Controlling Japanese Beetles

There is hardly a gardener out there who hasn’t encountered a Japanese beetle. The adult Japanese beetle is a shiny, metallic green with copper-brown wing covers and it’s about 3/8-inch in length. Not all metallic green or copper beetles are Japanese Beetles. To be sure of what you’re dealing with, you can look closely at the underside of the beetle and you’ll also see 5 small, white tufts under the wing covers and an additional tuft at the end of the abdomen.

Japanese beetles can create havoc in a garden by feeding on the leaves of a number of different plants, skeletonizing the leaves and eventually defoliating the plants. An individual Japanese beetle doesn’t do that much damage while feeding on a plant, but they tend to congregate in large numbers and can easily defoliate shrubs and trees. Keep in mind that the adult Japanese beetles are only around for a little over a month, so don’t automatically reach for the sprayer unless they become a serious problem. Some years are better than others.

The first beetles to emerge start to look for suitable plants to eat and start feeding immediately. They also send out an odor known as a congregation pheromone to signal later emerging beetles where to go. Mating starts soon after.

The females will feed on your plants for a couple of days and then burrow into the soil to lay their eggs. Shortly after, they will return to feeding and mating and start the cycle all over again. By the end of the season, each female Japanese beetle will have laid about 50 eggs.

Eggs develop at different rates in different soil temperatures, developing most rapidly in warm soils of about 80 – 90 degrees F. Once they develop into larvae, they will move up toward the surface of the soil and start feeding on roots and organic matter. This is why grub control is usually applied in late summer to fall. The pesticide needs to be applied while the grubs are feeding on the grass roots.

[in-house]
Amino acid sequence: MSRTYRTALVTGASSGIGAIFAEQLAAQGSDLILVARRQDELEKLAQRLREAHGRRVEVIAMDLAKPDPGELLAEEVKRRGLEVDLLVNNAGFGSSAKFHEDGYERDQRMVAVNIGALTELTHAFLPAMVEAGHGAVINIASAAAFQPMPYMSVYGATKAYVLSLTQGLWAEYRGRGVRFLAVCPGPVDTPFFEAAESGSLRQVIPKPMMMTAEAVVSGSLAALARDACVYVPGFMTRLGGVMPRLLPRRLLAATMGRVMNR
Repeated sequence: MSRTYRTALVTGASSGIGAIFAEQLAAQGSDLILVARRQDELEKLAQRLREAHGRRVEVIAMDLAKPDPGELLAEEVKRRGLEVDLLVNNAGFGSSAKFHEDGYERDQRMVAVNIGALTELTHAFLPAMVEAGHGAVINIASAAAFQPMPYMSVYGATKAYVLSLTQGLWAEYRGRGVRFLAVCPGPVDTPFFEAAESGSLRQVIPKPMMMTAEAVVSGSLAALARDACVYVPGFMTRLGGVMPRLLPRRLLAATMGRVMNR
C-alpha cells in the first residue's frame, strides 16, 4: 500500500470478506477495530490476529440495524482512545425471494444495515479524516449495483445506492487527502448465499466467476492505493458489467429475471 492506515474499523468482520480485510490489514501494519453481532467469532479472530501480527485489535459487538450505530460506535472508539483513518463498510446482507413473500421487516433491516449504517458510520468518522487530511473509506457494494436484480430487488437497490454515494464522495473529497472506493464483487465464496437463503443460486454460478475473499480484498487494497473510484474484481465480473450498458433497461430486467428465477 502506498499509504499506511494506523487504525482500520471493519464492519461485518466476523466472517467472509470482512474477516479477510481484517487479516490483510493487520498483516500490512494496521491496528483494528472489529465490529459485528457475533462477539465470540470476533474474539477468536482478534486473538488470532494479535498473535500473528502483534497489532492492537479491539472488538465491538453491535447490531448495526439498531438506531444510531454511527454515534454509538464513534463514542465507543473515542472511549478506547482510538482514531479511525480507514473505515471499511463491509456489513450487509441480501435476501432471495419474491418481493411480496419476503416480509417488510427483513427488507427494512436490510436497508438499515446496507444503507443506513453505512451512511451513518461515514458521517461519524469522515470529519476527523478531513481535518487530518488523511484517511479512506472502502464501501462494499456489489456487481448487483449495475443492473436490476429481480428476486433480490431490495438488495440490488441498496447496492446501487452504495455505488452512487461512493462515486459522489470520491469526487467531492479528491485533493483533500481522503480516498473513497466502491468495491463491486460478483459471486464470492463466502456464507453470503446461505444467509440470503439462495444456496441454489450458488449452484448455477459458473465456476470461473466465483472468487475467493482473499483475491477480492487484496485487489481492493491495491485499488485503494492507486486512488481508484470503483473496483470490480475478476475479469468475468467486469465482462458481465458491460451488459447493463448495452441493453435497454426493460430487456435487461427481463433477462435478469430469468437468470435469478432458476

As the soil cools and the grubs mature, they start moving back down deeper into the soil for winter. They’ll stay there until the soil warms in the spring, at which time they burrow back up toward the surface where they’ll pupate and eventually emerge as adults.

It’s impossible to get rid of Japanese beetles entirely. More will fly in as the current crop are killed.

There aren’t many natural controls for adult Japanese beetles. Birds aren’t partial to them and although some predatory wasps and flies have been imported, their population isn’t large enough yet to control the Japanese beetle problem.

The most effective natural control is to go into your garden with a jar of soapy water and knock the beetles into it. Japanese beetles feed in groups, starting at the top of plants, so it’s actually pretty easy to fill a jar with them.

Insecticidal soap will kill adult Japanese beetles only if it is sprayed directly on the beetle. It does not have any residual effect, meaning that beetles that aren’t sprayed directly won’t be harmed.
A word of caution about the pheromone beetle traps. They will attract beetles, but you’ll probably wind up with more beetles coming into your yard than you would have without the trap. The original intention of the traps was to track when and how many Japanese beetles were in the area, not as a means of eradication.

Finally, if you have repeated intense infestations, you should check your soil in late summer to see if you have a large grub population. Lift a 1 sq. ft. section of turf. If there are more than a dozen grubs in this small area, consider treating your lawn with some type of grub control. However, not every garden that has a Japanese beetle problem is associated with a lawn full of grubs. The beetles can hatch in your neighbors lawn and find your tasty garden with very little effort.

There are several insecticides labeled for use on adult Japanese beetles, including:

Bayer Advanced Garden Multi-Insect Killer Concentrate
Carbaryl (Sevin)
Neem extracts
Ortho Bug-B-Gon Garden & Landscape Insect Killer Concentrate
Orthene Turf, Tree & Ornamental Insecticide
Spectracide® Bug Stop Multi-Purpose Insect Control Concentrate
Spectracide® Triazicide® Soil & Turf Insect Killer Concentrate

These sprays will kill on contact and also have some residual effect. Keep in mind that these sprays will kill more than just the Japanese beetles, so use them only for extreme infestations. And again, Japanese beetles are only a pest for a little over a month, so don’t over react.
Always read and follow label directions when using any pesticide.